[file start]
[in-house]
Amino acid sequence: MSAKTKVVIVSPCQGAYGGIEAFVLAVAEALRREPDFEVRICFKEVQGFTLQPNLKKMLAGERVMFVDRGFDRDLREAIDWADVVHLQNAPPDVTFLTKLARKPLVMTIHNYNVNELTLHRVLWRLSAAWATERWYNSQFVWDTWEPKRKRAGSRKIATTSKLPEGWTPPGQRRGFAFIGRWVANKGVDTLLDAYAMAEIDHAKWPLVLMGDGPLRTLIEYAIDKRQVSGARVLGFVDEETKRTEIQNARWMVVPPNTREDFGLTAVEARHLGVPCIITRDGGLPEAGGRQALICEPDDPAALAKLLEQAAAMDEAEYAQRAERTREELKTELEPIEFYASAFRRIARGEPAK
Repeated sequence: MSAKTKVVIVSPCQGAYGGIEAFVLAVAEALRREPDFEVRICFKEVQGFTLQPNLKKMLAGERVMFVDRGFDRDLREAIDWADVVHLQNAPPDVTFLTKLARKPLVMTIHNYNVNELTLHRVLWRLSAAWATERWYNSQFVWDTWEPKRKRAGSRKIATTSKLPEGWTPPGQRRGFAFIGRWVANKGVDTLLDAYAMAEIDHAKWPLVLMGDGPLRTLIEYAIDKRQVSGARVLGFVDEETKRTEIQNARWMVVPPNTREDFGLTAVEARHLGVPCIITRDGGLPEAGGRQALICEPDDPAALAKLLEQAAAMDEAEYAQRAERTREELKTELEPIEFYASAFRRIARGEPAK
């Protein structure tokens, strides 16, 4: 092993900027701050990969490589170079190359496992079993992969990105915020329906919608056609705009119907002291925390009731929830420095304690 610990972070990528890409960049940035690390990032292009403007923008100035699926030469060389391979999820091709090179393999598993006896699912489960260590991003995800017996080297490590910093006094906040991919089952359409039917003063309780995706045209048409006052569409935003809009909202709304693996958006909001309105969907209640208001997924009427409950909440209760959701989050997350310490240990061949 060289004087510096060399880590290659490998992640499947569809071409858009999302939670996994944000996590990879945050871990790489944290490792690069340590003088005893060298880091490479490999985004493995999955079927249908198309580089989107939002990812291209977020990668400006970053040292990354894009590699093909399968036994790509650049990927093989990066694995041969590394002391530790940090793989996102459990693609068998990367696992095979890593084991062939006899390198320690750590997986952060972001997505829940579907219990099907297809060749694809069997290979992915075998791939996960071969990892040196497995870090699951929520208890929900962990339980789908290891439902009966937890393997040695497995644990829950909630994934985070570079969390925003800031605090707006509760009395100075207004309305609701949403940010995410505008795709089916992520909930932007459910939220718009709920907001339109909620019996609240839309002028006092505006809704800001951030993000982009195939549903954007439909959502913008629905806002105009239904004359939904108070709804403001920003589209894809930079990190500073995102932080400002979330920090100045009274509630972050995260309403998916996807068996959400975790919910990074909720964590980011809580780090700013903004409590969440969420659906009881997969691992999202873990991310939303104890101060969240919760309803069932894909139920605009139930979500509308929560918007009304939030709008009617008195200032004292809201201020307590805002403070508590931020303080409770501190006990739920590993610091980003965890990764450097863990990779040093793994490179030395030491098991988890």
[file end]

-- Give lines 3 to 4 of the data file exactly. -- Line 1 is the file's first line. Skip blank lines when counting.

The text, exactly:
Repeated sequence: MSAKTKVVIVSPCQGAYGGIEAFVLAVAEALRREPDFEVRICFKEVQGFTLQPNLKKMLAGERVMFVDRGFDRDLREAIDWADVVHLQNAPPDVTFLTKLARKPLVMTIHNYNVNELTLHRVLWRLSAAWATERWYNSQFVWDTWEPKRKRAGSRKIATTSKLPEGWTPPGQRRGFAFIGRWVANKGVDTLLDAYAMAEIDHAKWPLVLMGDGPLRTLIEYAIDKRQVSGARVLGFVDEETKRTEIQNARWMVVPPNTREDFGLTAVEARHLGVPCIITRDGGLPEAGGRQALICEPDDPAALAKLLEQAAAMDEAEYAQRAERTREELKTELEPIEFYASAFRRIARGEPAK
């Protein structure tokens, strides 16, 4: 092993900027701050990969490589170079190359496992079993992969990105915020329906919608056609705009119907002291925390009731929830420095304690 610990972070990528890409960049940035690390990032292009403007923008100035699926030469060389391979999820091709090179393999598993006896699912489960260590991003995800017996080297490590910093006094906040991919089952359409039917003063309780995706045209048409006052569409935003809009909202709304693996958006909001309105969907209640208001997924009427409950909440209760959701989050997350310490240990061949 060289004087510096060399880590290659490998992640499947569809071409858009999302939670996994944000996590990879945050871990790489944290490792690069340590003088005893060298880091490479490999985004493995999955079927249908198309580089989107939002990812291209977020990668400006970053040292990354894009590699093909399968036994790509650049990927093989990066694995041969590394002391530790940090793989996102459990693609068998990367696992095979890593084991062939006899390198320690750590997986952060972001997505829940579907219990099907297809060749694809069997290979992915075998791939996960071969990892040196497995870090699951929520208890929900962990339980789908290891439902009966937890393997040695497995644990829950909630994934985070570079969390925003800031605090707006509760009395100075207004309305609701949403940010995410505008795709089916992520909930932007459910939220718009709920907001339109909620019996609240839309002028006092505006809704800001951030993000982009195939549903954007439909959502913008629905806002105009239904004359939904108070709804403001920003589209894809930079990190500073995102932080400002979330920090100045009274509630972050995260309403998916996807068996959400975790919910990074909720964590980011809580780090700013903004409590969440969420659906009881997969691992999202873990991310939303104890101060969240919760309803069932894909139920605009139930979500509308929560918007009304939030709008009617008195200032004292809201201020307590805002403070508590931020303080409770501190006990739920590993610091980003965890990764450097863990990779040093793994490179030395030491098991988890």